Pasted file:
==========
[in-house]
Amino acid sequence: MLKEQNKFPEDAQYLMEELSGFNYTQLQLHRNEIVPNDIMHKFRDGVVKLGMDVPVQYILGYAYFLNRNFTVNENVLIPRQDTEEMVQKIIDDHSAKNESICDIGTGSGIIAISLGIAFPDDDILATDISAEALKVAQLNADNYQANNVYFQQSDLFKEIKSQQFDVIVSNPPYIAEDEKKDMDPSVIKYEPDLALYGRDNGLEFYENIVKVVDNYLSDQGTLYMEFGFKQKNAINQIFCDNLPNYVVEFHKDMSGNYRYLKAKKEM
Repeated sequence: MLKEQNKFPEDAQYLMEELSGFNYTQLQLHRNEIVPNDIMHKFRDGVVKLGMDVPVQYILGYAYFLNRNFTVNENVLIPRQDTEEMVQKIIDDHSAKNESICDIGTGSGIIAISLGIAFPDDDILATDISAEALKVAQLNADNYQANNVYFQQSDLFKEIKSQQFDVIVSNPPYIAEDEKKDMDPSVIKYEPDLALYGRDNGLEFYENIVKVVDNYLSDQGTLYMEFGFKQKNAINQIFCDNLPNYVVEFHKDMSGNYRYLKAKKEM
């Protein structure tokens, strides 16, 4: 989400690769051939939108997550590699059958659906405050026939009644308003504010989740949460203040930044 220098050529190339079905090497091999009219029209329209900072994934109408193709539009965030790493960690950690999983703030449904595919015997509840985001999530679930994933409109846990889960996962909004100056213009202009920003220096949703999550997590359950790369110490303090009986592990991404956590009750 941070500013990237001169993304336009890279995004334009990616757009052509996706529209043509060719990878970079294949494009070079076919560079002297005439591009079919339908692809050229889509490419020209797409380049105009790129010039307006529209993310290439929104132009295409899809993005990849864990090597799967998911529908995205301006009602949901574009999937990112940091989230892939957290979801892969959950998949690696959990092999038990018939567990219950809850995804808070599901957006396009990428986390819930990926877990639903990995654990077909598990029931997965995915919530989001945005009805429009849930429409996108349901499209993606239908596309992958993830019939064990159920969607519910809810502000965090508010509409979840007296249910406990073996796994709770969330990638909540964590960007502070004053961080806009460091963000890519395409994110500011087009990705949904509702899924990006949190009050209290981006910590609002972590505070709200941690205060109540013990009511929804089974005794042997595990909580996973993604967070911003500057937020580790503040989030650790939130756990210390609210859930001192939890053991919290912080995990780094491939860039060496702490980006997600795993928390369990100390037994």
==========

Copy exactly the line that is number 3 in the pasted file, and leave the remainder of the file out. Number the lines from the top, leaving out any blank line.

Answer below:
Repeated sequence: MLKEQNKFPEDAQYLMEELSGFNYTQLQLHRNEIVPNDIMHKFRDGVVKLGMDVPVQYILGYAYFLNRNFTVNENVLIPRQDTEEMVQKIIDDHSAKNESICDIGTGSGIIAISLGIAFPDDDILATDISAEALKVAQLNADNYQANNVYFQQSDLFKEIKSQQFDVIVSNPPYIAEDEKKDMDPSVIKYEPDLALYGRDNGLEFYENIVKVVDNYLSDQGTLYMEFGFKQKNAINQIFCDNLPNYVVEFHKDMSGNYRYLKAKKEM